About Me

I am an associate professor of Instructional Systems Technology (IST) focusing on human resource development (HRD) at Indiana University. Before joining IU, I worked as an HRD practitioner for more than ten years in South Korea, in business, non-profit, and academic sectors. My latest position was MBA Director/Visiting Professor at KAIST Business School.

My research interests include action learning in organizations, HRD, and women in leadership. I have published three books: "Trends and issues in action learning practice: Lessons from South Korea" (Cho & Bong, 2013) with Routledge and "Current perspectives on Asian women in leadership" (Cho, Ghosh, Sun, & McLean, 2017) and "Korean women in leadership" (Cho & McLean, 2018) with Palgrave Macmillan.

I am teaching Foundations of Instructional Technology (R511), Needs Analysis and Assessment (R621), Learning in Organizations (R551), and HRD Research and Practice (R685) as well as Research Methodology for IST doctoral students (R690). 

I have received research awards including the Richard A. Swanson Research Excellence Award at the 2014 Academy of Human Resource Development (AHRD) and the Best International Paper Award at the 2014 University Forum for Human Resource Development (UFHRD) in Europe. My co-authored article titled "Assimilation and resistance: The token status of women leaders in South Korea" has been chosen as the best paper of the Gender and Diversity SIG at the 2018 Academy of Management (AOM) Conference.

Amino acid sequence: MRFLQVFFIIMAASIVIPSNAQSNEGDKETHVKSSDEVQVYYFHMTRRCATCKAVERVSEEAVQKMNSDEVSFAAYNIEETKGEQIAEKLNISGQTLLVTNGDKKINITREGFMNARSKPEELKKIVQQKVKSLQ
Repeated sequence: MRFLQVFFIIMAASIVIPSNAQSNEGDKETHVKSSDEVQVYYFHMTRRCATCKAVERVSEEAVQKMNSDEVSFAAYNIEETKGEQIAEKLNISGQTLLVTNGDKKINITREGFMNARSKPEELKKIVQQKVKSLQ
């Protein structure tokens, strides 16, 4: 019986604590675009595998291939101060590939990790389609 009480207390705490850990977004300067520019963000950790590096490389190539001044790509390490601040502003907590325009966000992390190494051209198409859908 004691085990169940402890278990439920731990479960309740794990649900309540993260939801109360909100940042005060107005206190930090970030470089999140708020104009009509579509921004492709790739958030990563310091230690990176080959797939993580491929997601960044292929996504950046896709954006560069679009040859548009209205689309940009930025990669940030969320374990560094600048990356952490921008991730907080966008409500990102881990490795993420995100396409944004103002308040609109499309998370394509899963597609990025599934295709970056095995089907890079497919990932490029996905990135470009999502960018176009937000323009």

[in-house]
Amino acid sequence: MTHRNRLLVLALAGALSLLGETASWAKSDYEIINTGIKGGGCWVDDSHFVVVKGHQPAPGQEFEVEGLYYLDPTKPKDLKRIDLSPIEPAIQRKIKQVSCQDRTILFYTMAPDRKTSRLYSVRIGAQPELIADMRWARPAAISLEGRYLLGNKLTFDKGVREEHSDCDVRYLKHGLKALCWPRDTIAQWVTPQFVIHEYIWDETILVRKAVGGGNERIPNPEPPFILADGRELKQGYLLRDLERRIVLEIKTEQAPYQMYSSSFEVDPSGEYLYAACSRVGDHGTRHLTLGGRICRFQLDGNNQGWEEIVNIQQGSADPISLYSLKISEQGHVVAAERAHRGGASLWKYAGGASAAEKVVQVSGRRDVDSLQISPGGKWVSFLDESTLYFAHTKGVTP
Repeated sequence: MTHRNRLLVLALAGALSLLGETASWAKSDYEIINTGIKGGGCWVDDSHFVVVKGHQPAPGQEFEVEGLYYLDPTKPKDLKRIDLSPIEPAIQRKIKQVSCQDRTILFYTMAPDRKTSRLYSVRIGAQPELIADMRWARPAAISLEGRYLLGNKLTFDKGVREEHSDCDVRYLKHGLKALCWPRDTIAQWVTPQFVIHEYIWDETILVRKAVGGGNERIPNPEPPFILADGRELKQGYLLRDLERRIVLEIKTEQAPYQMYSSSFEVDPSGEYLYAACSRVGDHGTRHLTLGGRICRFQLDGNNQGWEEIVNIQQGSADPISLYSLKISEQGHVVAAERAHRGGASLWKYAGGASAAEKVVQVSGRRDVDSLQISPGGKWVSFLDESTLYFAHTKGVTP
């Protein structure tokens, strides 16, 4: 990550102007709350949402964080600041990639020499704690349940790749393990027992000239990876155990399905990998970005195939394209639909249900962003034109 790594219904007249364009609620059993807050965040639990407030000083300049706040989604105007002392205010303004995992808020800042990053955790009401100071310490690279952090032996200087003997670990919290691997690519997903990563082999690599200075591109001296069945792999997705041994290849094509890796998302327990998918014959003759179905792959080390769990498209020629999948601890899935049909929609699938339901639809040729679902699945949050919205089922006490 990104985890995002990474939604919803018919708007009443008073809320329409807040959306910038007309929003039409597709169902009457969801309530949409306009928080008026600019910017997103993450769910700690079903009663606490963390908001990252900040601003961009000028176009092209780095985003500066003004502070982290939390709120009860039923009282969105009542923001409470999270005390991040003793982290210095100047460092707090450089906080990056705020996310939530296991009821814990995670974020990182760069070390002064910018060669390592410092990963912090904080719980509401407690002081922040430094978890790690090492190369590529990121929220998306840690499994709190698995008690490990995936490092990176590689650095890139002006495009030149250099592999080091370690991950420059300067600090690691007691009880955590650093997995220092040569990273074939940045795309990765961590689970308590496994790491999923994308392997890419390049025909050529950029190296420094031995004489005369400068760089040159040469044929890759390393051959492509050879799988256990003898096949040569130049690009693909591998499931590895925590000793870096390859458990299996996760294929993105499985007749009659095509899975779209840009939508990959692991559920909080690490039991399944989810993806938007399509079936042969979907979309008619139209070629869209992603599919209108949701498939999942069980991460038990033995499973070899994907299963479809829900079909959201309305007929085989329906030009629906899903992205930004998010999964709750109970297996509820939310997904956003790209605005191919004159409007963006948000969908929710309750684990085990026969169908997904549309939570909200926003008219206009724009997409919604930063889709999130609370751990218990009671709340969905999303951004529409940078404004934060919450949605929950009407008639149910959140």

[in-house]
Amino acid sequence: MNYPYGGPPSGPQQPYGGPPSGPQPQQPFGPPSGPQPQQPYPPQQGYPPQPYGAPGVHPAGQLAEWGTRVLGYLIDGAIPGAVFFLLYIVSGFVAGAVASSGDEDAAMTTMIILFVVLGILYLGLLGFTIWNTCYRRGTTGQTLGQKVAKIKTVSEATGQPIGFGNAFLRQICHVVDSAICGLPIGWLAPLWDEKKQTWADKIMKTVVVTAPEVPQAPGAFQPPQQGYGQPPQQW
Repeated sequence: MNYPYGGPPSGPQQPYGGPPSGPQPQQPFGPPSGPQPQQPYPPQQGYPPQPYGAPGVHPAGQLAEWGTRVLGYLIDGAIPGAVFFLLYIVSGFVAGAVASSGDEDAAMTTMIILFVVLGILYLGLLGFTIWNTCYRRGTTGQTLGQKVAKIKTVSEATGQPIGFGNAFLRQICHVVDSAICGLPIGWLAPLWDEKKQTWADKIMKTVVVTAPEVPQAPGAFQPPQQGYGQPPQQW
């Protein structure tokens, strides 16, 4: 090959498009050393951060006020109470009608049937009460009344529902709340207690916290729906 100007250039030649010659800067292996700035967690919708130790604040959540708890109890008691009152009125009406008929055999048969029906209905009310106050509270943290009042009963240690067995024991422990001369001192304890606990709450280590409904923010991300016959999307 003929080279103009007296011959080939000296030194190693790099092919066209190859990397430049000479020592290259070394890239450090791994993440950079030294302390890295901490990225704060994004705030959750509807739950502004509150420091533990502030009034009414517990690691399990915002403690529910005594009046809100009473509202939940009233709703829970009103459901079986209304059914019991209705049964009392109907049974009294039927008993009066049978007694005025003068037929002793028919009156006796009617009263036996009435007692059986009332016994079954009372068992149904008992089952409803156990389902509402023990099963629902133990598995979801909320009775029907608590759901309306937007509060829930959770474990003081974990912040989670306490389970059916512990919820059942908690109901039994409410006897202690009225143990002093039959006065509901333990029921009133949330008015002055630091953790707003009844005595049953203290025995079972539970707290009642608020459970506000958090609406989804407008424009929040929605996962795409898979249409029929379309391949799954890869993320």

I serve as an associate editor of the Human Resource Development Review and also serve on the editorial advisory board of the Human Resource Development Quarterly, Action Learning: Research and Practice, and European Journal of Training and Development. I am a board member of the AHRD, Korea Action Learning Association (KALA), and Korean Association for Educational Technology (KSET). I received my Ph.D. degree in Instructional Technology from the University of Texas at Austin.

On a personal note, I am a big fan of movies and classical music, play racquetball, and have a keen interest in recognizing people's accents. When I meet you in person, I will ask you where you are from to build up my skills in that area. My skills in this in Korean make up approximately 90% but less than 30% in English. Yes, it is a long way to go!